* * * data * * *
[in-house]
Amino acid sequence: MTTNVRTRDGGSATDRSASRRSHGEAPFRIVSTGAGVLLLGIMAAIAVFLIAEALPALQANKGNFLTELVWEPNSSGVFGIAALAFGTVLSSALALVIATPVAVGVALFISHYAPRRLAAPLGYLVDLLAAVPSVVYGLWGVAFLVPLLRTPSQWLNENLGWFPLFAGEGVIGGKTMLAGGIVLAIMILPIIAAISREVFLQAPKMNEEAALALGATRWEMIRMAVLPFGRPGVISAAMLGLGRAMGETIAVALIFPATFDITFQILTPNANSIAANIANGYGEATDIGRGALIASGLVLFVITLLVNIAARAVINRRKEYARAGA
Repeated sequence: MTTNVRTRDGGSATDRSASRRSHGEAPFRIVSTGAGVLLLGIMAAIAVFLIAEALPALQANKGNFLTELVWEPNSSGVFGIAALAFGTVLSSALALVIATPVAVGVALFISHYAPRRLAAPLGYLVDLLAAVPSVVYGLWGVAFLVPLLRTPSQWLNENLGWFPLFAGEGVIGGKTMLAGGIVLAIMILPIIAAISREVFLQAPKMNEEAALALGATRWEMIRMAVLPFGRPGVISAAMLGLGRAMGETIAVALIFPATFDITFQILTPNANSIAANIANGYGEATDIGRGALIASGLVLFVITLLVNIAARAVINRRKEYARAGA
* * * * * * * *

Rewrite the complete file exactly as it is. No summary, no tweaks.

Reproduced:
[in-house]
Amino acid sequence: MTTNVRTRDGGSATDRSASRRSHGEAPFRIVSTGAGVLLLGIMAAIAVFLIAEALPALQANKGNFLTELVWEPNSSGVFGIAALAFGTVLSSALALVIATPVAVGVALFISHYAPRRLAAPLGYLVDLLAAVPSVVYGLWGVAFLVPLLRTPSQWLNENLGWFPLFAGEGVIGGKTMLAGGIVLAIMILPIIAAISREVFLQAPKMNEEAALALGATRWEMIRMAVLPFGRPGVISAAMLGLGRAMGETIAVALIFPATFDITFQILTPNANSIAANIANGYGEATDIGRGALIASGLVLFVITLLVNIAARAVINRRKEYARAGA
Repeated sequence: MTTNVRTRDGGSATDRSASRRSHGEAPFRIVSTGAGVLLLGIMAAIAVFLIAEALPALQANKGNFLTELVWEPNSSGVFGIAALAFGTVLSSALALVIATPVAVGVALFISHYAPRRLAAPLGYLVDLLAAVPSVVYGLWGVAFLVPLLRTPSQWLNENLGWFPLFAGEGVIGGKTMLAGGIVLAIMILPIIAAISREVFLQAPKMNEEAALALGATRWEMIRMAVLPFGRPGVISAAMLGLGRAMGETIAVALIFPATFDITFQILTPNANSIAANIANGYGEATDIGRGALIASGLVLFVITLLVNIAARAVINRRKEYARAGA